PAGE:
Terrorism insurance in Northern Ireland

Terrorism insurance placements in Northern Ireland (NI) are more complex than elsewhere in the United Kingdom due to political and religious conflicts dating back to the late 1960s. Terror attacks have caused significant damage to properties across NI, particularly in the capital, Belfast. The costs of repair and replacement has run into hundreds of millions of pounds.

A prime example of the severity and the recurrent nature of the damage caused is the Europa Hotel in Belfast. Infamous for being the world’s most bombed hotel, the Europa was targeted 33 times between 1970 and 1994 alone.

All of this makes placing terrorism insurance in NI quite different to doing so in England, Scotland, or Wales. The key reason for this is Pool Re does not extend to cover the territory, however the Northern Ireland Criminal Damage Compensation Scheme (NICDCS) does apply.

How NICDS Responds

In the event of damage resulting from a suspected terrorism event, NICDCS requires that the claim be submitted to the Compensation Services, who will then determine whether or not the event falls within the scope of the legislation. These decisions rely heavily on information provided by the police, and a Chief Constable's Certificate is required to confirm that an event is officially being treated as a terrorism event.

The frequency and severity of terrorist attacks in NI, means that Pool Re, the government-backed terrorism scheme exclude properties in NI. There are a number of things to take into consideration when making a decision as to whether to rely solely on this scheme.

The NICDCS provides cover at a nil premium (aside from a £200 excess) against losses arising as a result of a terrorism event - provided it has been confirmed as such by the Chief Constable.


Obtaining a Chief Constable’s Certificate can prove a lengthy process due to the significant amount of time it often takes to investigate and gather evidence. This can result in increased Business Interruption losses for businesses who rely purely on NICDCS.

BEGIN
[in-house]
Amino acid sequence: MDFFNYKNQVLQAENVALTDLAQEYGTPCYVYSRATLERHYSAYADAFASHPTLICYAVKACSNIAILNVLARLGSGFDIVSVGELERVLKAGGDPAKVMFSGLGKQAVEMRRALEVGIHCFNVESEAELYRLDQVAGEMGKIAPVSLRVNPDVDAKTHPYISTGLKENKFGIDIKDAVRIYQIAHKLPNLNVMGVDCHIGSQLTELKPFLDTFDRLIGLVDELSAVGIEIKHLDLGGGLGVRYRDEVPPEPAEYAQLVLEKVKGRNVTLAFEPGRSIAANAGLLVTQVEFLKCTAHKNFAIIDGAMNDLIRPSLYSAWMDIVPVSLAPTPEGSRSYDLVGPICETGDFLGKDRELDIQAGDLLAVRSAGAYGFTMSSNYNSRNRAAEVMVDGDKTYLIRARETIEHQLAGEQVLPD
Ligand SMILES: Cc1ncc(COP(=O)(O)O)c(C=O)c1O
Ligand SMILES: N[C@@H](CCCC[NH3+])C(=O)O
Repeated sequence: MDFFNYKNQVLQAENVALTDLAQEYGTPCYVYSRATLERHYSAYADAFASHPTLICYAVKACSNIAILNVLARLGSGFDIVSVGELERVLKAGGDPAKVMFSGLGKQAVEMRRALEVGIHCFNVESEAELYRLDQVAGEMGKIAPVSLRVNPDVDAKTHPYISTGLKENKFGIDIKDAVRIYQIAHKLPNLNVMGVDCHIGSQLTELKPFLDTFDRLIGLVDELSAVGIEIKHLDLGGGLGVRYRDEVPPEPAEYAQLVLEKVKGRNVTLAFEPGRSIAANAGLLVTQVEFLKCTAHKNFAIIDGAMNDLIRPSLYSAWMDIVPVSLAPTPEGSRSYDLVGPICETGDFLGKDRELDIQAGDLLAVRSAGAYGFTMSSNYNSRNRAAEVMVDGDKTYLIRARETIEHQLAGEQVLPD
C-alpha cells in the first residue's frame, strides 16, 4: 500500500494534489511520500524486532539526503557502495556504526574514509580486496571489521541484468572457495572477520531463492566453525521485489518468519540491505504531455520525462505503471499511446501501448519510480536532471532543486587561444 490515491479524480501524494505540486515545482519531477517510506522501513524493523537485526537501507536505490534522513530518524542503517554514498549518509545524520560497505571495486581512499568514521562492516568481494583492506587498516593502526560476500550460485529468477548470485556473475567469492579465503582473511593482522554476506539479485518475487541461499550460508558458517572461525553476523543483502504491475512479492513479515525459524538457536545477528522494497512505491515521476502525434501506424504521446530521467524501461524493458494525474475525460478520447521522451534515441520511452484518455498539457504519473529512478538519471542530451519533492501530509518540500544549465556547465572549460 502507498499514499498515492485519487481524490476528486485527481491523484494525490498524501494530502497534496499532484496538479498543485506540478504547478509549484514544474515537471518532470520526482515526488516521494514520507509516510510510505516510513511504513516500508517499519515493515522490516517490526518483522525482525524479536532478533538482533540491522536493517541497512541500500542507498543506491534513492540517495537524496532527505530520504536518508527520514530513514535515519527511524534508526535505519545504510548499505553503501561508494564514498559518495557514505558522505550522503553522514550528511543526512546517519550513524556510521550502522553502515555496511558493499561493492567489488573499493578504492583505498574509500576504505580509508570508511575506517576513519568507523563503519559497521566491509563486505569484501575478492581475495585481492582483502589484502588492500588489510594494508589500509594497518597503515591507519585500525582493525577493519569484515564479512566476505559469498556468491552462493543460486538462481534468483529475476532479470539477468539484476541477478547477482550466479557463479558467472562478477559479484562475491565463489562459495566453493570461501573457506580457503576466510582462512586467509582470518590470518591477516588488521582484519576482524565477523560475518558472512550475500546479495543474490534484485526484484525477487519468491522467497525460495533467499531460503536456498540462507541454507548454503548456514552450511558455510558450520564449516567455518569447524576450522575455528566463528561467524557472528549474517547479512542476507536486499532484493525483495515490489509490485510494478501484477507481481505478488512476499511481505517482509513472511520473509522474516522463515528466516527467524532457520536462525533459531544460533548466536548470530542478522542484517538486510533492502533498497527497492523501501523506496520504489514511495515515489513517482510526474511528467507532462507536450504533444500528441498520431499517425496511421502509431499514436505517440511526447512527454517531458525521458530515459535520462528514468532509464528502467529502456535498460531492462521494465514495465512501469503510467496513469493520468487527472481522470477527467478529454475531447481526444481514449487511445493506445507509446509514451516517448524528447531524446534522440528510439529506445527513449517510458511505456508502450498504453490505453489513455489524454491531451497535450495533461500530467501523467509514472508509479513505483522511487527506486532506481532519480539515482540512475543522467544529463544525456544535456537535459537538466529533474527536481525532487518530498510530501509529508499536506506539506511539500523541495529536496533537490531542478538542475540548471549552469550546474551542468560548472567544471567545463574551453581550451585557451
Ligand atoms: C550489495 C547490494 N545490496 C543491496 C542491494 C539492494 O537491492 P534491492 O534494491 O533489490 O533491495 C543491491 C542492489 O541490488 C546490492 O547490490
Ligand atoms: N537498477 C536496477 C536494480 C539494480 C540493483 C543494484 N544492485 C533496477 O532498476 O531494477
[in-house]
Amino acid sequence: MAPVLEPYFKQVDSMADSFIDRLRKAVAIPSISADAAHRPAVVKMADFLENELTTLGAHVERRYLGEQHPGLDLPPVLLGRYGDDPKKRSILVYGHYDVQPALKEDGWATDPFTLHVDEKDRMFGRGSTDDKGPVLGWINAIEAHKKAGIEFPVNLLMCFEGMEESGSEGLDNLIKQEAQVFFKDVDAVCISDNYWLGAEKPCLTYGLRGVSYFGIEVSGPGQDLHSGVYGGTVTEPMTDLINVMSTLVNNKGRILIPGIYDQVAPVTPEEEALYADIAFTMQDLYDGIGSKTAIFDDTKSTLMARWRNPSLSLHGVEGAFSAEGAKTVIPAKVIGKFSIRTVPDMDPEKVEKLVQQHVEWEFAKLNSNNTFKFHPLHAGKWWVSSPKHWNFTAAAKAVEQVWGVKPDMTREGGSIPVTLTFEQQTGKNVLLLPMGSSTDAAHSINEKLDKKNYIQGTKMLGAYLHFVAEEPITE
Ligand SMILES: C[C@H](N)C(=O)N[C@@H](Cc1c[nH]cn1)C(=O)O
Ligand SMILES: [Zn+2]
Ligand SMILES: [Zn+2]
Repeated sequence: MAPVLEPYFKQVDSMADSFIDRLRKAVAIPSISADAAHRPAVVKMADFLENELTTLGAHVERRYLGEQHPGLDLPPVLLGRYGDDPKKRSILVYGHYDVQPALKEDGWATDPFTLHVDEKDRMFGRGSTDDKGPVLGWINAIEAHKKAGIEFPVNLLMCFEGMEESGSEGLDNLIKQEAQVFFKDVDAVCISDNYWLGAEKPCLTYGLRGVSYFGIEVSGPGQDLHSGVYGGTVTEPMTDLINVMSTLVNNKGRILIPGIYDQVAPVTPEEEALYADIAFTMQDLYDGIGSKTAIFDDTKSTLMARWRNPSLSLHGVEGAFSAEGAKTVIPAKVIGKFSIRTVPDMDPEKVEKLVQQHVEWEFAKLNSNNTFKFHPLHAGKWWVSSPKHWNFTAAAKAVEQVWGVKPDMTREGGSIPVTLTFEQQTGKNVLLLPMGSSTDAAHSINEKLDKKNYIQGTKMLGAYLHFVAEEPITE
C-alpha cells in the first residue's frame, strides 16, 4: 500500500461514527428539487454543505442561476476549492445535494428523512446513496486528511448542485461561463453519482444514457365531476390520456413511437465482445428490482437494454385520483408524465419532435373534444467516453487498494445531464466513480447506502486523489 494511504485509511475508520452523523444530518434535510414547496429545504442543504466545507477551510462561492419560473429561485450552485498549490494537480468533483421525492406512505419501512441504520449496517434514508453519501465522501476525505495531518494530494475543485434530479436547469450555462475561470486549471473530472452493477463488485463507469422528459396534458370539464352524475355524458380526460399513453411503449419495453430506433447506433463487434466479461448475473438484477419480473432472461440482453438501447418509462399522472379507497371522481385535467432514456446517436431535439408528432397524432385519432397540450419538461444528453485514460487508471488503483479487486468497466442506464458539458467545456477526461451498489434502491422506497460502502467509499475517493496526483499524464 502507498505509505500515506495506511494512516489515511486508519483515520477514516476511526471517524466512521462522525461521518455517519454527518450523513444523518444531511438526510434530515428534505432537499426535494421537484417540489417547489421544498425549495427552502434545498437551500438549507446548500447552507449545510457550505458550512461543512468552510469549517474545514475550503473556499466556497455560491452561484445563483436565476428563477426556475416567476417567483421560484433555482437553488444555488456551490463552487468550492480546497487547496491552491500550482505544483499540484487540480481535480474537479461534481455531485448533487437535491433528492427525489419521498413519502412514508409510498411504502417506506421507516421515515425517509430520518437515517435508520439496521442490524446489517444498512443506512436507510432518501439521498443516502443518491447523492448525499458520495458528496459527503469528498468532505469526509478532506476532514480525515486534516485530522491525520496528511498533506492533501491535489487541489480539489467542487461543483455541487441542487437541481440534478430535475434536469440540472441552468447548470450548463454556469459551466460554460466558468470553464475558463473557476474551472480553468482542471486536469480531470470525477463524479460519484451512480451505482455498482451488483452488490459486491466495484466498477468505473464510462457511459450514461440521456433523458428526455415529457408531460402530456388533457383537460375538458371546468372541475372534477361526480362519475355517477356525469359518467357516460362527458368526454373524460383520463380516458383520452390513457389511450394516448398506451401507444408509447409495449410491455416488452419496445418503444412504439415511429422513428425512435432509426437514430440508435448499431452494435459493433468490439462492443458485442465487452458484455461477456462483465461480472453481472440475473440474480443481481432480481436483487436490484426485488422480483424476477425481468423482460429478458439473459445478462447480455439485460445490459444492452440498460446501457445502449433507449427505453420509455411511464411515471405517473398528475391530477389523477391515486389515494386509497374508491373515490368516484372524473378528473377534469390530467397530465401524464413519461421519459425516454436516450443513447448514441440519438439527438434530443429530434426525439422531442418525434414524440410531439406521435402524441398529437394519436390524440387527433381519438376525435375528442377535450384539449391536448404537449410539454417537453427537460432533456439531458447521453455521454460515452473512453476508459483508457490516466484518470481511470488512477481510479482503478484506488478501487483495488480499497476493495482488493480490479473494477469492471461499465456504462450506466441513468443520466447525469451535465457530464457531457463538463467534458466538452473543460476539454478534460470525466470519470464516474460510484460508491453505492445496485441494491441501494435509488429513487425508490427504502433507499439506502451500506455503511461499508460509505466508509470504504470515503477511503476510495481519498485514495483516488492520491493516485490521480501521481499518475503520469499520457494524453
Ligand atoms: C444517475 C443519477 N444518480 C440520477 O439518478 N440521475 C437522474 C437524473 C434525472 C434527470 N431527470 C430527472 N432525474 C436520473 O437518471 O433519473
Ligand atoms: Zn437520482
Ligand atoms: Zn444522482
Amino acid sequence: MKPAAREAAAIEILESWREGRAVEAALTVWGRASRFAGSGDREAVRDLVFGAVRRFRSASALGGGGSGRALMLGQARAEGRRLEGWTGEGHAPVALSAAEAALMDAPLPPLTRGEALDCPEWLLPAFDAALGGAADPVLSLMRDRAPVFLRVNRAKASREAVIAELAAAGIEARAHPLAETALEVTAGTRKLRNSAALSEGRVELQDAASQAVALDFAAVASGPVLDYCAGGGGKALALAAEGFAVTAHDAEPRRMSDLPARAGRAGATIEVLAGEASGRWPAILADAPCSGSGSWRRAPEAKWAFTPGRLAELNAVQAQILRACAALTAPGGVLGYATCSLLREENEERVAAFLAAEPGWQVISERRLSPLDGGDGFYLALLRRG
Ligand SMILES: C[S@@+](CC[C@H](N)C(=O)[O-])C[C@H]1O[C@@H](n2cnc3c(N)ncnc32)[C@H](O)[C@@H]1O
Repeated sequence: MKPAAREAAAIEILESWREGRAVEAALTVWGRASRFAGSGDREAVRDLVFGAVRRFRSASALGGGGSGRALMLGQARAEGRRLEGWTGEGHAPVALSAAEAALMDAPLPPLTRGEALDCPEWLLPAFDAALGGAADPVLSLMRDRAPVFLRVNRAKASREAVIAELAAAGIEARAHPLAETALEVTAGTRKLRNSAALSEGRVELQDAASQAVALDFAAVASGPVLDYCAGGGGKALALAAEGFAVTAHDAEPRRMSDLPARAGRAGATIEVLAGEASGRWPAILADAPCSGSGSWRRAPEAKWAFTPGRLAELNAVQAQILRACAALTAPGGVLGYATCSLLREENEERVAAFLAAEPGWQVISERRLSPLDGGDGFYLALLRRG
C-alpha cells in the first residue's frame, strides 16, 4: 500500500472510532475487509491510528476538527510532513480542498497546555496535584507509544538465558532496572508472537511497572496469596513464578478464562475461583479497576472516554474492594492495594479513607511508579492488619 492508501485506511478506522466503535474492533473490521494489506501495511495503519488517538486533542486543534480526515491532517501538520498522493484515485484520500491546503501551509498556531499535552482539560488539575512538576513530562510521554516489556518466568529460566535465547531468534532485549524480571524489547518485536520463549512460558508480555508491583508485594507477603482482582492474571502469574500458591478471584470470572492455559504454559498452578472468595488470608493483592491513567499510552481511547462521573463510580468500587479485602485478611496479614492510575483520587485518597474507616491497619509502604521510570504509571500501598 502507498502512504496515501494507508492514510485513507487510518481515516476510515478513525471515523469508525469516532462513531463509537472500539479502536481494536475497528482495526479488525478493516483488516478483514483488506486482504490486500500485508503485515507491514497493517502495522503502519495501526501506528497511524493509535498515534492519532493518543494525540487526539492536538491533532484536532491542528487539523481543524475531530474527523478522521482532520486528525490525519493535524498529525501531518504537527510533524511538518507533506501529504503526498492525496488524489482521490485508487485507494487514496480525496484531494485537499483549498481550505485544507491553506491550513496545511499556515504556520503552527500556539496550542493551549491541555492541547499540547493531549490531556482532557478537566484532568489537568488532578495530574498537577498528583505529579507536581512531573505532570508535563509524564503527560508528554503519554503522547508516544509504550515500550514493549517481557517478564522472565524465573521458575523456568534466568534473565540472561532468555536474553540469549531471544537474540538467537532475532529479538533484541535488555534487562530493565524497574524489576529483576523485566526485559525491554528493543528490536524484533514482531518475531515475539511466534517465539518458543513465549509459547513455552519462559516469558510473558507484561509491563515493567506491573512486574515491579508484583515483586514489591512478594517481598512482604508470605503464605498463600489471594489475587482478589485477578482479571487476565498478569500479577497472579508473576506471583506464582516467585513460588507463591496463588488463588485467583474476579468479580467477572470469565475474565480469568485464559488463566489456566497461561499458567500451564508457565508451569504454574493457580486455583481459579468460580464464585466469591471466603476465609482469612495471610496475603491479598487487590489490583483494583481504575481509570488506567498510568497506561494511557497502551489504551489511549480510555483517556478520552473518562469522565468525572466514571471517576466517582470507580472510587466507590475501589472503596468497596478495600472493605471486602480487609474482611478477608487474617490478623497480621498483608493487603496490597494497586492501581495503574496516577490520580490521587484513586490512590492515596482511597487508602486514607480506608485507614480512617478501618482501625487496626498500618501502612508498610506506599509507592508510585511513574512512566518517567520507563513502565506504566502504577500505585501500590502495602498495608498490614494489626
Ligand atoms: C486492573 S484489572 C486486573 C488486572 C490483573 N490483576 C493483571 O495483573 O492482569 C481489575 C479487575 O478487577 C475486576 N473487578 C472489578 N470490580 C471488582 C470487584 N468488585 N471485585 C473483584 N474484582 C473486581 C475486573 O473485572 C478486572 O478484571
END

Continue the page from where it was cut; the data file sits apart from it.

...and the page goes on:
Another complication is that the Compensation Scheme only covers the material damage element of a claim and does not provide any indemnity for non-damage business interruption losses.

To take one real-life example - albeit one from the UK mainland rather than NI - following the London Bridge terrorism event in June 2017, a number of businesses were closed while the police investigated. This led to non-damage Business Interruption losses.

Furthermore, a prevention-of-access issue can also arise if an event at a neighbouring property means that public access to a business is restricted. This again would lead to Business Interruption losses in the absence of property damage. In this scenario, the resulting losses would not be covered by the Compensation Scheme.

Where financing is involved, there is normally a requirement for terrorism insurance to be in full force. This cannot be confirmed if a business is relying on the NICDCS scheme only. This would mean that the business would be unable to get its lending approved, or that it would be in breach of any existing lending agreements in place. Both of these scenarios need to be avoided, which can be achieved with the solution outlined below.


The NICDCS is a positive for clients and provides an element of protection, however the challenges outlines above show a potential exposure.

There is an option to approach Lloyd’s of London to obtain terrorism insurance for properties in NI, these policies cover non-damage business interruption which is key to ensuring that all exposures and eventualities are covered.

Benefits of Both Polices Being in Place

Whilst incepting a Lloyds policy may look to be an element of dual coverage, this is not strictly the case. The triggers of both policies are fundamentally different, Lloyds can react quicker and certify a loss as the insurer, as a result claims are settled more efficiently.

Furthermore, the Lloyds policy essentially acts as a contingent cover in respect of the material damage exposure, conversely the rating applied by the Lloyds markets should be minimal. This is on the basis that Lloyds can subrogate material damage losses against the NICDCS scheme as soon as the event has been accredited by the Chief Constable.

Understanding the mechanics of the NICDCS - and the potential leverage it provides when we speak with insurers on pricing and policy excesses - should help affected businesses evaluate their options in relation to current placements or new acquisitions in Northern Ireland.

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